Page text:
Nuclear-powered rocket engines are not new. In the 1960s, both the U.S. and the Soviet Union developed and tested thermal nuclear rockets fitted with flight-worthy components. However, Project Rover and NERVA (Nuclear Engine for Nuclear Rocket Application) programs were defunded in the early 1970s just before test flights were to start. Now, as part of the Advanced Exploration Systems program at NASA, the Nuclear Cryogenic Propulsion Stage team is tackling a three-year project to demonstrate the viability of and to evaluate materials for thermal nuclear propulsion systems for use in future deep space missions.
A thermal nuclear rocket engine uses a nuclear reactor to heat hydrogen to very high temperatures, with the superheated hydrogen expanding and forced through a nozzle to generate thrust. As such, the performance of a thermal nuclear engine is limited by the high temperature strength of solid materials. Unlike solar or nuclear powered ion or plasma engines, thermal nuclear engines perform largely the same job as chemical rockets (produce multi-g acceleration), but do so with roughly half the fuel requirement.
As seen above, a set of turbopumps feed liquid hydrogen into the engine. Most of the hydrogen flow enters the top of the engine enclosure, but part is split off to feed a heat exchanger on the walls of the rocket nozzle, thereby cooling the nozzle and preheating the hydrogen. The turbopumps provide the very large pressure required to keep fuel flowing against the back pressure of the engine.
The hydrogen is fed into the reactor core, which has a matrix of longitudinal channels in which the hydrogen is heated to temperatures in excess of 2500° K. The reactor core is surrounded by a neutron reflector, which allows the use of smaller amounts of fissionable material in the reactor. Once the hydrogen is heated by the reactor, it is exhausted through the nozzle, attaining an exhaust velocity as large as 10 km/s or more.
The accomplishments of the NERVA program were considerable. At the very end of the program it had developed nearly flight-ready engines able to operate for periods in excess of an hour while providing maximum thrusts up to 220,000 lb (1000 kN), reactor core temperatures of 2500° K, a specific impulse over 850 seconds (roughly double that of chemical rockets), and a thrust-to-weight ratio of better than 3:1.
An interesting aspect of the NERVA program is how small in physical size they were able to make nuclear engines – reactor cores were about 150 cm (5 ft) in length, and from 50 cm (NRX-A3) to 140 cm (Phoebus-2A) (20 to 55 in) in diameter. Flight tests were upcoming just as the program was cancelled (along with the first U.S. program to put men on Mars).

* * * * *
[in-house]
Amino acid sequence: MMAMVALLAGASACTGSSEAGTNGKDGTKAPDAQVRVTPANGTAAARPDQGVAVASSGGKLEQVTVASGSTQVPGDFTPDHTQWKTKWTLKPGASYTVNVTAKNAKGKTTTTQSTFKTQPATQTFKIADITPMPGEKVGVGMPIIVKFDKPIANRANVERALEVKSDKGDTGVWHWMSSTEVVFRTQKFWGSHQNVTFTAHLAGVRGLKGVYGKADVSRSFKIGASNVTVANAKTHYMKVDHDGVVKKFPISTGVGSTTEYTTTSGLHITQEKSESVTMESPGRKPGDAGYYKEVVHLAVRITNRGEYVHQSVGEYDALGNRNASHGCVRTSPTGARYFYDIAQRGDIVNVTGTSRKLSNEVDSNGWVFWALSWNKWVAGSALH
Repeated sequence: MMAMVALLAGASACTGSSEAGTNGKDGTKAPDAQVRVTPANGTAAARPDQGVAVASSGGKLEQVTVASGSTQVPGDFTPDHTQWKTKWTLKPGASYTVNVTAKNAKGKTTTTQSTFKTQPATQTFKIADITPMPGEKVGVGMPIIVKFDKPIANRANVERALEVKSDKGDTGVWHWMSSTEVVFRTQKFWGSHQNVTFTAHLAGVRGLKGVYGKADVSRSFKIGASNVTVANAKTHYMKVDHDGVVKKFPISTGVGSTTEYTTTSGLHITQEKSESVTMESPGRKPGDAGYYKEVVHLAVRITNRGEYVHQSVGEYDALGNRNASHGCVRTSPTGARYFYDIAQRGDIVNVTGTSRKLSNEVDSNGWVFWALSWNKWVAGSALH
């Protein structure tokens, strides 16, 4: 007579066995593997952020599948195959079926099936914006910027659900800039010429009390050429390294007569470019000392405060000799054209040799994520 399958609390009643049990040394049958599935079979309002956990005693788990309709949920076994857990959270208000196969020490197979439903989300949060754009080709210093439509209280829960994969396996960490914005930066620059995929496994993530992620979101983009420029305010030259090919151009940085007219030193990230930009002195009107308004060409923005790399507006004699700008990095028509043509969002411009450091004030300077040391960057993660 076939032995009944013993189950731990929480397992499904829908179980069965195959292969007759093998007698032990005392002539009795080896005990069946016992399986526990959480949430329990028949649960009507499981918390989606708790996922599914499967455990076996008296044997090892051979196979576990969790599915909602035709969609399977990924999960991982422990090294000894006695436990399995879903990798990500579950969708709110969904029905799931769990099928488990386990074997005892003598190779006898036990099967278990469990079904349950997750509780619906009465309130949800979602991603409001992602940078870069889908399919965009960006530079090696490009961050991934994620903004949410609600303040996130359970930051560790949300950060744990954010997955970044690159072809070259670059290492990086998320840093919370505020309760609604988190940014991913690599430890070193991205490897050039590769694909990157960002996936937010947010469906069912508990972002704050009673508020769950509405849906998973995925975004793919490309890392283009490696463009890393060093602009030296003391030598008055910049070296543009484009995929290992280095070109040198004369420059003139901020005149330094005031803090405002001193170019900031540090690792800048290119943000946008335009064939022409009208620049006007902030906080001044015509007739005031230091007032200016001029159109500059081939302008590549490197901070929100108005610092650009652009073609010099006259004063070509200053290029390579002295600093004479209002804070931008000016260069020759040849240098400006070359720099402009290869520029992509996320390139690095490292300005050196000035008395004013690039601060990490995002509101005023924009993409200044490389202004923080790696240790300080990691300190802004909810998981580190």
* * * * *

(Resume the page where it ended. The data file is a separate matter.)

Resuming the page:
The NCPS is being designed on the foundations developed during the NERVA program. It will have a fueled weight of about 40 tons, and will be 7.5 m (25 ft) in diameter and 12.3 m (40 ft) in length. It will be launched without the reactor ever having become critical, so that in the event of a launch failure, the only radioactive contaminant will be the uranium fuel (100-150 kg (220-330 lb) of non-weapons grade enriched uranium).
If the NCPS is being used as an upper stage, it will not be started until successfully reaching space. If being used to propel a deep-space craft, the NCPS will not be started until the craft is ready to leave orbit. The development cost is expected to total about four billion US dollars over a 10-12 year period.
During the NERVA program it was found that similar fuel elements suffered from reduction of the UO2 into uranium metal that migrated within the cermet, causing structural faults. To stabilize the UO2, five to ten percent of gadolinium oxide was added to the uranium dioxide in the cermet. However, gadolinium is a good neutron absorber, and its use as a stabilizer forces an increase in the size of the reactor. Previous testing used a maximum temperature of 2,750° K, short of the 3000+° K design temperature for the NCPS.
The NTREES facility is designed to test fuel elements and materials in hot flowing hydrogen, reaching pressures up to 1,000 pounds per square inch and temperatures of nearly 5,000° F (2,760° C) – conditions that simulate space-based nuclear propulsion systems to provide baseline data critical to the research team. NTREES is an ideal system in which to study the segregation phenomena described above as well as a host of other potential problems under realistic conditions.
"The information we gain using this test facility will permit engineers to design rugged, efficient fuel elements and nuclear propulsion systems," says NASA researcher Bill Emrich, who manages the NTREES facility at Marshall. "It's our hope that it will enable us to develop a reliable, cost-effective nuclear rocket engine in the not-too-distant future."
The video below shows a short fragment of a NERVA operational test.
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